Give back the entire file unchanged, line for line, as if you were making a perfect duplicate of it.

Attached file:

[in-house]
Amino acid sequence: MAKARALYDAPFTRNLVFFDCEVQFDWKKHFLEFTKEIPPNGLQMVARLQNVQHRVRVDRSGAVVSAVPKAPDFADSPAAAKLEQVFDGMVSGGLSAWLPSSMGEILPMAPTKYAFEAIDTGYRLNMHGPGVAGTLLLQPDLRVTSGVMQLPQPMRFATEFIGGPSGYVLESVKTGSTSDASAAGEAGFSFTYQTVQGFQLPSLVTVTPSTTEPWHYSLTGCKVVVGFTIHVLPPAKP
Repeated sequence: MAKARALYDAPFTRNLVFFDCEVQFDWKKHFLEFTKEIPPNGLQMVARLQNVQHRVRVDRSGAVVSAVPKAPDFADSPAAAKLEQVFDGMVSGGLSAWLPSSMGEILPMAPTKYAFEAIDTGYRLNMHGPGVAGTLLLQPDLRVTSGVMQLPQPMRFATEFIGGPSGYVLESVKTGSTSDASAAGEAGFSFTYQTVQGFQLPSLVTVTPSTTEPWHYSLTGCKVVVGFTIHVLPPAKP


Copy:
[in-house]
Amino acid sequence: MAKARALYDAPFTRNLVFFDCEVQFDWKKHFLEFTKEIPPNGLQMVARLQNVQHRVRVDRSGAVVSAVPKAPDFADSPAAAKLEQVFDGMVSGGLSAWLPSSMGEILPMAPTKYAFEAIDTGYRLNMHGPGVAGTLLLQPDLRVTSGVMQLPQPMRFATEFIGGPSGYVLESVKTGSTSDASAAGEAGFSFTYQTVQGFQLPSLVTVTPSTTEPWHYSLTGCKVVVGFTIHVLPPAKP
Repeated sequence: MAKARALYDAPFTRNLVFFDCEVQFDWKKHFLEFTKEIPPNGLQMVARLQNVQHRVRVDRSGAVVSAVPKAPDFADSPAAAKLEQVFDGMVSGGLSAWLPSSMGEILPMAPTKYAFEAIDTGYRLNMHGPGVAGTLLLQPDLRVTSGVMQLPQPMRFATEFIGGPSGYVLESVKTGSTSDASAAGEAGFSFTYQTVQGFQLPSLVTVTPSTTEPWHYSLTGCKVVVGFTIHVLPPAKP